Musicians Barbara Collins, Brad Pinkerton, and Eileen Pinkerton perform old-time fiddle music in the traditional style on fiddle, mandolin and guitar at a free presentation — “Chautauqua of American Fiddle Tunes” — at the Westport Timberland Library on Sunday, Jan. 20 from 1 to 3 p.m. The performers will also pass along the history of this living American folk art as they demonstrate hoedowns, waltzes, reels, hornpipes and other styles.
The audience will learn how American heirloom music evolved as it traveled across the ocean into the southern Appalachian Mountains. They’ll also discover the difference between old-time fiddle and bluegrass as they hear music by artists like The Carter Family and Bill Monroe. Songs on the playlist include “Billy in the Lowground,” “Dreadful Wind and Rain” (a song from the 1600s), “Barbry Allen,” “Angeline the Baker” and “Mole in the Ground.”
American-style folk fiddling can be traced to John Utie, a professional fiddler from England who sailed up the James River in 1620 and settled in Virginia. When families from England, Scotland and Ireland sailed to America, they were lonely for their families and homes. The women sang ballads and passed them to their daughters. The men played instruments, mostly fiddles, since they were easily transported, and played these tunes with other men at dances and get-togethers.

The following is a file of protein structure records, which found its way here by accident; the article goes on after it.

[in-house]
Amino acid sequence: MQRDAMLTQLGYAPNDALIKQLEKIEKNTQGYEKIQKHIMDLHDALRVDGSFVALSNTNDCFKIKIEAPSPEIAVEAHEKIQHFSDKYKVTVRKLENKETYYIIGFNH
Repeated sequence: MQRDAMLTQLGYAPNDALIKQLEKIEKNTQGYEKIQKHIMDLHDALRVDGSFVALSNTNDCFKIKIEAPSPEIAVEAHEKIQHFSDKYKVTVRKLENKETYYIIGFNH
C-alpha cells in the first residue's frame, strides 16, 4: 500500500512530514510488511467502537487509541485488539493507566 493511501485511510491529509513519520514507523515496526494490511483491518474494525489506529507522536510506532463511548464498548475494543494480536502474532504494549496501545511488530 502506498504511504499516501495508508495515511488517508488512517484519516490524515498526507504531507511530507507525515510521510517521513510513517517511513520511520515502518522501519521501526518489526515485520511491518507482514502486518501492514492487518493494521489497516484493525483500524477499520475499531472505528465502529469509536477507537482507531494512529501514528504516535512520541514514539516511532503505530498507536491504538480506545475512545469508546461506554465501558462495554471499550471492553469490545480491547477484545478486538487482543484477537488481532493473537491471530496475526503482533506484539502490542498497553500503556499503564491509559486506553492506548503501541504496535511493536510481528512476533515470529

A lot of songs have kept their integrity for hundreds of years. Some have evolved. One example of a song that has changed over time is “Sally Anne”. The musicians will perform three different versions during the program.
Barbara Collins is a professional musician and instructor from Olympia. She was classically trained at Northwestern University in Evanston, Ill., and has come to believe in promoting the violin in all its diversity. Over the years she has expanded her abilities to include many genres and some other instruments as well. She has performed throughout the Pacific Northwest, Canada and Hawaii.
Brad Pinkerton is an amateur music historian and has been playing mandolin since 1970. He has played backup rhythm tenor guitar and doghouse bass (the double or upright bass) at many old-time fiddlers contests, including the national contest at Weiser, Idaho, and the state contest at Hallettsville, Texas. He created and managed the North Cascades Oldtime Fiddlers Contest in Winthrop for 14 years. He owns his grandpa’s fiddle.
Eileen Pinkerton is a vocalist who became interested in old-time traditional music while living in the mountains of central Idaho 30 years ago. She learned to play guitar in 1974 and plays rhythm backup while her husband plays mandolin. The Pinkertons live in Westport.
This event is sponsored by the Friends of the Westport Timberland Library. The library is normally closed at this time and will be open only for the program. The library is located at 101 E. Harms Drive, Westport. For more information, contact the library at (360) 268-0521 or visit www.TRL.org.